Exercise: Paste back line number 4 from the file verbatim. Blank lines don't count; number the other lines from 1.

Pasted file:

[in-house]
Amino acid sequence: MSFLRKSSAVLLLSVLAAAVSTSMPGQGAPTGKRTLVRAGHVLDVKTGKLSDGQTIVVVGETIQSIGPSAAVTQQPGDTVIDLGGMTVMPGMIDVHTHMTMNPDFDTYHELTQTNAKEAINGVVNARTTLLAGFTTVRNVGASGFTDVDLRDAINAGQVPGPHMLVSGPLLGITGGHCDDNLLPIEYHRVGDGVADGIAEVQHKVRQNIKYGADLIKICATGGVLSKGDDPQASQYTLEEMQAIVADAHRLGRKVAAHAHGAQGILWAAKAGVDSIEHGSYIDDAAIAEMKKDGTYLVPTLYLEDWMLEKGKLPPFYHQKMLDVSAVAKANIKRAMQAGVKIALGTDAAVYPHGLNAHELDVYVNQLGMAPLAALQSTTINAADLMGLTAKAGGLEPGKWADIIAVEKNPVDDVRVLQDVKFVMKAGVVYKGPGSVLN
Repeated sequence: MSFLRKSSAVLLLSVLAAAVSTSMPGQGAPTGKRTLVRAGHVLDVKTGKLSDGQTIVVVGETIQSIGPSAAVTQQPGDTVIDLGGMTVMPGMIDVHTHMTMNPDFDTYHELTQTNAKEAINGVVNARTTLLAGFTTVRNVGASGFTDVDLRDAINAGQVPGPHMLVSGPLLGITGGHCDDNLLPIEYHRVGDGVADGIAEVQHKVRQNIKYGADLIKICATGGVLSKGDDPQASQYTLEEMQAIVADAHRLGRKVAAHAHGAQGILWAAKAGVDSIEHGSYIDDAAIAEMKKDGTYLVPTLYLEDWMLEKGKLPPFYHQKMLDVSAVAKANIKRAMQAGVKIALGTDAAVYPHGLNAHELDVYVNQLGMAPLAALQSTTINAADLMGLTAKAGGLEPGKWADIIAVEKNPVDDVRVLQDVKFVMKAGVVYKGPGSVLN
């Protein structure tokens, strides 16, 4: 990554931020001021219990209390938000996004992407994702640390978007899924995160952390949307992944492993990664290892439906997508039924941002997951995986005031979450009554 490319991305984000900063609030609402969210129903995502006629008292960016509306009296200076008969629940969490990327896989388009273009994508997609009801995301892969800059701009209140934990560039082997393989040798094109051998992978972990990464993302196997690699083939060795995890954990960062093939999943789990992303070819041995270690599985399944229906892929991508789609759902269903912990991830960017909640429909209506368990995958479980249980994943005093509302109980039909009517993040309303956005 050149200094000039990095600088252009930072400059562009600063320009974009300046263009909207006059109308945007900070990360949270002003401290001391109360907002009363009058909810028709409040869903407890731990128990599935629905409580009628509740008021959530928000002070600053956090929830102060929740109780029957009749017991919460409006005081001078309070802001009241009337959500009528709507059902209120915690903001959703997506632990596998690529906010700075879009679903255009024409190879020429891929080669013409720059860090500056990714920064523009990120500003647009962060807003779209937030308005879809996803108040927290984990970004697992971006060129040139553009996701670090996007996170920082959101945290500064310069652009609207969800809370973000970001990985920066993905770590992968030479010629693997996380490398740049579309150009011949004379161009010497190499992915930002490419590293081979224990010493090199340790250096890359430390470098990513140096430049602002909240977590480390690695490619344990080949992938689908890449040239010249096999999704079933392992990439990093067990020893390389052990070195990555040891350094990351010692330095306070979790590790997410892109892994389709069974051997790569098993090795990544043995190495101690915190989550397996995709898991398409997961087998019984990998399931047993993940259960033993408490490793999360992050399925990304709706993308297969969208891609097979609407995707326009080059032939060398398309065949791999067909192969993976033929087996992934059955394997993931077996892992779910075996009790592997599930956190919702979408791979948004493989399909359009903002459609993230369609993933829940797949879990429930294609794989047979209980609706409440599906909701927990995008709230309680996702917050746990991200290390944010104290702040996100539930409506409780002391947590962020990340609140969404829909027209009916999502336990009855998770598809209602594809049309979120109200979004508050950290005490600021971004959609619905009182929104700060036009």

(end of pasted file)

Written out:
């Protein structure tokens, strides 16, 4: 990554931020001021219990209390938000996004992407994702640390978007899924995160952390949307992944492993990664290892439906997508039924941002997951995986005031979450009554 490319991305984000900063609030609402969210129903995502006629008292960016509306009296200076008969629940969490990327896989388009273009994508997609009801995301892969800059701009209140934990560039082997393989040798094109051998992978972990990464993302196997690699083939060795995890954990960062093939999943789990992303070819041995270690599985399944229906892929991508789609759902269903912990991830960017909640429909209506368990995958479980249980994943005093509302109980039909009517993040309303956005 050149200094000039990095600088252009930072400059562009600063320009974009300046263009909207006059109308945007900070990360949270002003401290001391109360907002009363009058909810028709409040869903407890731990128990599935629905409580009628509740008021959530928000002070600053956090929830102060929740109780029957009749017991919460409006005081001078309070802001009241009337959500009528709507059902209120915690903001959703997506632990596998690529906010700075879009679903255009024409190879020429891929080669013409720059860090500056990714920064523009990120500003647009962060807003779209937030308005879809996803108040927290984990970004697992971006060129040139553009996701670090996007996170920082959101945290500064310069652009609207969800809370973000970001990985920066993905770590992968030479010629693997996380490398740049579309150009011949004379161009010497190499992915930002490419590293081979224990010493090199340790250096890359430390470098990513140096430049602002909240977590480390690695490619344990080949992938689908890449040239010249096999999704079933392992990439990093067990020893390389052990070195990555040891350094990351010692330095306070979790590790997410892109892994389709069974051997790569098993090795990544043995190495101690915190989550397996995709898991398409997961087998019984990998399931047993993940259960033993408490490793999360992050399925990304709706993308297969969208891609097979609407995707326009080059032939060398398309065949791999067909192969993976033929087996992934059955394997993931077996892992779910075996009790592997599930956190919702979408791979948004493989399909359009903002459609993230369609993933829940797949879990429930294609794989047979209980609706409440599906909701927990995008709230309680996702917050746990991200290390944010104290702040996100539930409506409780002391947590962020990340609140969404829909027209009916999502336990009855998770598809209602594809049309979120109200979004508050950290005490600021971004959609619905009182929104700060036009």